The Variety of Education Levels in US States

Variance in Education by US State - State Similarity Index

The State Similarity Index attempts to quantify how similar states are to each other relative to other states. The index is a statistically-based way to measure this. 20% of the index is based on demographics. 10% of a state’s demographic score (2% of the overall State Similarity Index) is allocated for the education level of its people. The following is an explanation on how they were calculated:

High School Graduates

California has the lowest percentage of high school graduates of any state. Over 15% of their people do not have degrees. One big reason for this is that it has the highest percentage of immigrants of any state. In addition, many of its immigrants work in industries such as agriculture, hospitality, and construction. A college degree is not needed for these professions. Vermont, Maine, and New Hampshire have the highest percentage of high school graduates. These states are nearly 100% white and tend to have very few immigrants. However, another state that is nearly 100% white, West Virginia, has a less than average percentage of high school graduates.

Source: US Census Bureau

States were grouped into the following categories by percentage of high school graduates:
82.5-84.25, 84.25-86, 86-87.75, 87.75-89.5, 89.5-91.25, 91.25-93

College Graduates

The United States is one of the countries with the highest percentage of college graduates. Over 45% of people in Massachusetts have college degrees. It is home to Harvard University, the first college in the United States. Massachusetts also has a high concentration of colleges and universities. It is the second wealthiest state per capita, after Maryland. In stark contrast, Mississippi and West Virginia are the two states with the lowest percentage of college graduates. Less than 25% of their people have degrees. They are also two of the least wealthy states per capita. Still, the percentage of college graduates in these states is much higher than in most countries.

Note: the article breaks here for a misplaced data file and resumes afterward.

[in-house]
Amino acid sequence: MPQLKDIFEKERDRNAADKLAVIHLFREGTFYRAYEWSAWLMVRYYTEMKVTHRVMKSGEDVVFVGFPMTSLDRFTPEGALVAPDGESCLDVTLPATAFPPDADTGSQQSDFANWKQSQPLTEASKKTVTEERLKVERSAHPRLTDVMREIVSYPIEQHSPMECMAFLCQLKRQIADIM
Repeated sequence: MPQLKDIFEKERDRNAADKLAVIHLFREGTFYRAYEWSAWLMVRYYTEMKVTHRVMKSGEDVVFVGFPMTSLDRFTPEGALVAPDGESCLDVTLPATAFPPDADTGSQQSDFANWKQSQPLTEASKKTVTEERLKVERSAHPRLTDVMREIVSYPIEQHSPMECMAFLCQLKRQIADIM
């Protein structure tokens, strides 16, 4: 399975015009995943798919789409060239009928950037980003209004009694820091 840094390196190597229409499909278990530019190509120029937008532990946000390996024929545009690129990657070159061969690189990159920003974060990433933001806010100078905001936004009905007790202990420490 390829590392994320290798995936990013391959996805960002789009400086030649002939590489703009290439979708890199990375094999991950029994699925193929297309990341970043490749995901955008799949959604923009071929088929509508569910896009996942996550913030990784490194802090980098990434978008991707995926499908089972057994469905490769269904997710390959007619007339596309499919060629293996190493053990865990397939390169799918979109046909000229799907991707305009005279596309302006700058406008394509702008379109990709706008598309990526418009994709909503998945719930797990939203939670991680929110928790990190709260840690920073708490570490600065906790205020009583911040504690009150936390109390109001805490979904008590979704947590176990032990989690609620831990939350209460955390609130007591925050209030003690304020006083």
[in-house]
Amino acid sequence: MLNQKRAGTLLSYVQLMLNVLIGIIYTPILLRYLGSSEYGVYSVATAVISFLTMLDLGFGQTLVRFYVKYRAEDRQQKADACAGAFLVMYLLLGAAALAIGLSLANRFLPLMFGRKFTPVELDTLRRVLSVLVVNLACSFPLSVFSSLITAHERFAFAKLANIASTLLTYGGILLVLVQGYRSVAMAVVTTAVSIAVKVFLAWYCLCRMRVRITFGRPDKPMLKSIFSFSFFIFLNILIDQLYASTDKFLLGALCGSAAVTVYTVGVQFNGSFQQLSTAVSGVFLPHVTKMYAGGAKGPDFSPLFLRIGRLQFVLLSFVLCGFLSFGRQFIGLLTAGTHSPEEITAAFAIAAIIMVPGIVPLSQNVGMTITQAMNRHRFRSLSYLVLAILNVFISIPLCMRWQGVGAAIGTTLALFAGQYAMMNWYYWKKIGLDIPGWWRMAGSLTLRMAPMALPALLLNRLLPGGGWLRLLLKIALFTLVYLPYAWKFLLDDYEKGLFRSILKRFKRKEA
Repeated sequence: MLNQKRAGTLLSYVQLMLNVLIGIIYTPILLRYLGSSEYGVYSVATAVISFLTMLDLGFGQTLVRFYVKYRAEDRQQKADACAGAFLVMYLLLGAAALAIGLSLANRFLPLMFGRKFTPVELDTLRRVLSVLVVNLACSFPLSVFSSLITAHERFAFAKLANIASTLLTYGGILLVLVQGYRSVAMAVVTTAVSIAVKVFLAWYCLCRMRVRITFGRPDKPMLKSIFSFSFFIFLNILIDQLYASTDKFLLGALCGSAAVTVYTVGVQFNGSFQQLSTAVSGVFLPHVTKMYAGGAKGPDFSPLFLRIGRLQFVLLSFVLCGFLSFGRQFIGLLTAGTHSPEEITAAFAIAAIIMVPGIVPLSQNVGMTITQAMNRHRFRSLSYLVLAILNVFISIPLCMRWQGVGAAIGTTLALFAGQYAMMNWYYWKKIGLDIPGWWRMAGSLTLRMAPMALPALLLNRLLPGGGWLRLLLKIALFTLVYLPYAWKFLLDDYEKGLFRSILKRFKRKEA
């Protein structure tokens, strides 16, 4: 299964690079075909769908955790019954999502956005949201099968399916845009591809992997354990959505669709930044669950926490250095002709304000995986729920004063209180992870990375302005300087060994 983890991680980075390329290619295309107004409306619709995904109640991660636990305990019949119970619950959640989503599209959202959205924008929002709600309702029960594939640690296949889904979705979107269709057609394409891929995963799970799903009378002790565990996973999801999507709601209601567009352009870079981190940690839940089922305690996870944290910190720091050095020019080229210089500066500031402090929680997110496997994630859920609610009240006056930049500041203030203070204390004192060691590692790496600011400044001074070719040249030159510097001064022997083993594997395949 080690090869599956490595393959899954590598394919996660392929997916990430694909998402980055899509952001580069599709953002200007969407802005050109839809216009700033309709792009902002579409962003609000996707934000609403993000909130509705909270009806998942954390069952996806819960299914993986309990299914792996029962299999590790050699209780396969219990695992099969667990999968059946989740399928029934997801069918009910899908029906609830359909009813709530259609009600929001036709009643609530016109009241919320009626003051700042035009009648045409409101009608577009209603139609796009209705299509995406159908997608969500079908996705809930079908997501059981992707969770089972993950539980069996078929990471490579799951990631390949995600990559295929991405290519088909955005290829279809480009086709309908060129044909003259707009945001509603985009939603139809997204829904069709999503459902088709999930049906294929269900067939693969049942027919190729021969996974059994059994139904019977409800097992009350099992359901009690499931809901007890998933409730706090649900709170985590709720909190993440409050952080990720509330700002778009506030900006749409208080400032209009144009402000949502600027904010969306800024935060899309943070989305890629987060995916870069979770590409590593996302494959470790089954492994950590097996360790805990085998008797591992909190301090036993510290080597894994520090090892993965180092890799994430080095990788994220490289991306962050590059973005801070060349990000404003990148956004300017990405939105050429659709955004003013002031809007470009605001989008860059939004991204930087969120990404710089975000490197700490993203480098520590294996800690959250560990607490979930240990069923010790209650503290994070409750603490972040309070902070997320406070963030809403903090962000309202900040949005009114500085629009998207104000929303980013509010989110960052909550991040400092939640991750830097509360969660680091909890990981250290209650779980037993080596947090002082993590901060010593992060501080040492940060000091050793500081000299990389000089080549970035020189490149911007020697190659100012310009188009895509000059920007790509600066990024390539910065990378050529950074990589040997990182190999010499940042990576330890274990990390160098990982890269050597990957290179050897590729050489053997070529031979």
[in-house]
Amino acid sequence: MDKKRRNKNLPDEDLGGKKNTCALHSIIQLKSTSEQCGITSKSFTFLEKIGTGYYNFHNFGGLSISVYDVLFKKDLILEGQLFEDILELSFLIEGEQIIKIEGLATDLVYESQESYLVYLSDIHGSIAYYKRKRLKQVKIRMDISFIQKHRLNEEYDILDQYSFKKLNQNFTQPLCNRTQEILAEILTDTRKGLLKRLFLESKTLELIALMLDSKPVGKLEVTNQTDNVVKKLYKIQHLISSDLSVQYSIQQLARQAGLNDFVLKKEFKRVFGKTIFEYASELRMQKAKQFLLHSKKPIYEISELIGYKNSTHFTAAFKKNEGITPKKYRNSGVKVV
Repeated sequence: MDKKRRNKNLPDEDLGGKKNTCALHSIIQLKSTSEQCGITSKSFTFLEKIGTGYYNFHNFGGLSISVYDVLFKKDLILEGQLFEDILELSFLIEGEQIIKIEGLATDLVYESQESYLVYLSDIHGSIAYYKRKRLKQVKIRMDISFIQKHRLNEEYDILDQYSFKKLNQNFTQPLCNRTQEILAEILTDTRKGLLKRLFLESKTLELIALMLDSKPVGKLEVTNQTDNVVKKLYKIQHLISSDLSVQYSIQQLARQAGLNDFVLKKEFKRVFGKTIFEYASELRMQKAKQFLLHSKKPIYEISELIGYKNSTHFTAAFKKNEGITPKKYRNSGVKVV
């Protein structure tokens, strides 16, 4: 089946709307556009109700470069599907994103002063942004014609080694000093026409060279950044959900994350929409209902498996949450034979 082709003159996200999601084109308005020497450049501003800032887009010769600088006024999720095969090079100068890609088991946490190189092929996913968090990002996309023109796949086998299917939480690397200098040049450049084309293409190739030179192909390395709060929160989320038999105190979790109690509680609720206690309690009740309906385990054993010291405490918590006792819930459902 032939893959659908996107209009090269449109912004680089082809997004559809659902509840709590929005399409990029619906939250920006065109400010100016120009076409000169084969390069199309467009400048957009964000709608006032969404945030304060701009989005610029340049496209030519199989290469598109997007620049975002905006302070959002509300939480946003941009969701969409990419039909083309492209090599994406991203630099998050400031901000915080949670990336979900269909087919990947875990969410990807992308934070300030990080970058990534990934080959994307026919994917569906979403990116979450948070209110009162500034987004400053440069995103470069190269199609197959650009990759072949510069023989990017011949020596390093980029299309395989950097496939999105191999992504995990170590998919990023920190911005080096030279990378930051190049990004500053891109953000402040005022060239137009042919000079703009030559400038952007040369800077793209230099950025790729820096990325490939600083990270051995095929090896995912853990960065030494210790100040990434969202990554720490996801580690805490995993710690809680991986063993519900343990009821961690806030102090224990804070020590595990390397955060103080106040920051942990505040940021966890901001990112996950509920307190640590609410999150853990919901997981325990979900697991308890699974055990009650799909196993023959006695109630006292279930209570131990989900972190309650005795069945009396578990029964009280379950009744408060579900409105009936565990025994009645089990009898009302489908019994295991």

Source: US Census Bureau

States were grouped into the following categories by percentage of college graduates:
20-22, 22-24, 24-26, 26-28, 28-30, 30-32, 32-34, 34-36, 36-38, 38-40, 40-42

Advanced Degrees

An advanced degree typically refers to a graduate-level degree beyond a bachelor’s degree, in the United States. These includes Master’s degrees, Doctoral degrees, and professional degrees for medical doctors and lawyers. Over 20% of people in Massachusetts and Maryland have advanced degrees. Mississippi, Arkansas, and North Dakota have the lowest percentage in the country, with less than 9.5%. These are very rural states where many of the most highly educated individuals may leave the state to pursue job opportunities elsewhere.

Source: US Census Bureau

States were grouped into the following categories by percentage of people with advanced degrees:
7-9, 9-11, 11-13, 13-15, 15-17, 17-19

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